Smaller businesses sometimes appear to have a tougher time recruiting and retaining quality employees. There are many reasons for this, in most instances SMEs tend not to have a dedicated HR department to manage the hiring, incentives and employee engagement. This means it is often down to senior managers and the business owners to not only look after the operational side of the business but also the employee decisions, hiring, firing, motivation and general HR.
It's an old saying but still very valid in today's business and technological world "a business is only as good as its staff". Employing the wrong person can be a very costly mistake, and not just in financial terms. Hiring someone who is not qualified, doesn't have the relevant experience or someone who is not a good cultural fit for your business can have implications far and wide. Their poor decisions could impact your IT systems, your customers, your communications and your staff morale. Added to this the financial cost of having to let them go and find someone suitable for the role and the problem now created. In short, a bad recruitment decision can be much more than damaging than first meets the eye.
So, with all this doom and gloom, how can you avoid this happening?
It was revealed in a survey from 2014 that 41% of managers had recruited someone into a business because they thought they were the best person they could find at the time, rather than waiting to actually find someone they truly believed was a suitable candidate. Further to this 42% stated there were strict timeframes for recruitment so they were rushed to make a decision. In recruitment you can't set these time limits and guarantee you'll find the best person for the role.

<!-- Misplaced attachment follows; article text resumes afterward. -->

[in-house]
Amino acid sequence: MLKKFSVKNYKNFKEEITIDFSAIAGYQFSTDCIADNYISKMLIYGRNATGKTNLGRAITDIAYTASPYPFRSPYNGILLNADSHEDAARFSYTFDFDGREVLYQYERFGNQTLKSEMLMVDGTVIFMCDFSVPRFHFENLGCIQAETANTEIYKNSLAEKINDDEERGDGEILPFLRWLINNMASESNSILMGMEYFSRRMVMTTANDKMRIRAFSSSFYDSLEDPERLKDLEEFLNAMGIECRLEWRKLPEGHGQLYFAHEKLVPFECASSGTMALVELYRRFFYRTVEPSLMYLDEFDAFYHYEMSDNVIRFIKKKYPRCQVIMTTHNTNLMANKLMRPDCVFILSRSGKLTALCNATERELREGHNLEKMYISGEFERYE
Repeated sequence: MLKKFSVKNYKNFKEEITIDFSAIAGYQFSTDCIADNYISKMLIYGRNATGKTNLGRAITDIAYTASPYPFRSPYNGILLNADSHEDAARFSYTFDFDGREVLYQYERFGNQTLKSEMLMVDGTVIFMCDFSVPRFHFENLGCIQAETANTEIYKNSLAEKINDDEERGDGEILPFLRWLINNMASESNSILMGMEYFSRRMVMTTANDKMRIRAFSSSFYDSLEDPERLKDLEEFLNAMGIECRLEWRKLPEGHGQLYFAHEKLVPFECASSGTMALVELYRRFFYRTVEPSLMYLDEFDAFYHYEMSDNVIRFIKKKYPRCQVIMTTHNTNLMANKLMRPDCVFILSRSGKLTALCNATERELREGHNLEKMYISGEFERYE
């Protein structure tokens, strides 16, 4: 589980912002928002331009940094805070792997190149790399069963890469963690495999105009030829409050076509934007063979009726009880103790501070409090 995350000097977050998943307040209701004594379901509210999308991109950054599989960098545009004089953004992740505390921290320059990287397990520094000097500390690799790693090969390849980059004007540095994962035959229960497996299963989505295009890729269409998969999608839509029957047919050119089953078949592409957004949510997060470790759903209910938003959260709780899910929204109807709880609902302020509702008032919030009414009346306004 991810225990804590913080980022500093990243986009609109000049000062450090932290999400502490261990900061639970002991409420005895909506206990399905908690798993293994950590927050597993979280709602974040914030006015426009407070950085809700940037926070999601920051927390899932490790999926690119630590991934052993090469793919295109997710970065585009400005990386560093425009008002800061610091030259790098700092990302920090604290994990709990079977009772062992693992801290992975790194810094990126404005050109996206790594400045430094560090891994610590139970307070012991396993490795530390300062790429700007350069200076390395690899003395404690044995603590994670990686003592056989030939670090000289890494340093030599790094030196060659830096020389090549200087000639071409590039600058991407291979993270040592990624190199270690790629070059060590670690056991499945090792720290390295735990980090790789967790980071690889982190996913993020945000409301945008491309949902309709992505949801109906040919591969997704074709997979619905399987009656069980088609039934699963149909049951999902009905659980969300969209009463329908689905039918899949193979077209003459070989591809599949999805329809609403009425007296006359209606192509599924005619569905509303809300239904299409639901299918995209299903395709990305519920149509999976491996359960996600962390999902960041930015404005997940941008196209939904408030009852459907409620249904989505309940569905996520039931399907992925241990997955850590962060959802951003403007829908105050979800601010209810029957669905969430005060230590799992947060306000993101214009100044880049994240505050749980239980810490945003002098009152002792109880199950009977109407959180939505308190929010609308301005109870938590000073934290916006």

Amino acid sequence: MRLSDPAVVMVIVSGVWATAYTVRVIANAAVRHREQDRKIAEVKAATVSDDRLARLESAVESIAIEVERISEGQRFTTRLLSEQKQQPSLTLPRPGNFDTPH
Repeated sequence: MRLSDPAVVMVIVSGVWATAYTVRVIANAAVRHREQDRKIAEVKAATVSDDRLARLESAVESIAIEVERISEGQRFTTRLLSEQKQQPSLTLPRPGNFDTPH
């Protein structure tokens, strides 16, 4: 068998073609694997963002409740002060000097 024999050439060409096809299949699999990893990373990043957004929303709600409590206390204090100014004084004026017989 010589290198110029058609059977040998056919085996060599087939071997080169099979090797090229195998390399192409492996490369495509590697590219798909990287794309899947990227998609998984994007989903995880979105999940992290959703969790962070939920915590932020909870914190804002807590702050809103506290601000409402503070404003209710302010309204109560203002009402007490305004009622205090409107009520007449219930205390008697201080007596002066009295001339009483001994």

We know time is money and understand you can't wait forever to find your next employee. There will be pressure from all areas of the business to find a suitable candidate, that's where technology can play an important role.
Currently being reported as the saviour of recruitment for SMEs deep data science can be a valuable tool in your search and selection armoury. It is not designed to replace the human element but rather enhance it and help you avoid making poor decisions.
"Data science" has been called the new oil that will power the information economy. It can reduce the time is takes to hire new and talented employees to a business by using a series of algorithmic processes which analyse the details of digital CVs in far more detail than the average keyword search, something recruiters have never found particularly reliable. The new algorithms look at qualifications but perhaps more importantly career history to map out a person's career to date and potential next move. Based on the previous companies an individual has worked for it is also possible to see trends in the type of workplace than most suits.
The technology powering the new revolution in search and selection is largely based on the way the world's leading search engines work. You enter your requirements and off the robots go to find the most accurate and relevant results. It can take time to get to grips with a slightly different way of searching, however, the time saved and the reduction in poor recruitment decisions is worth the initial investment.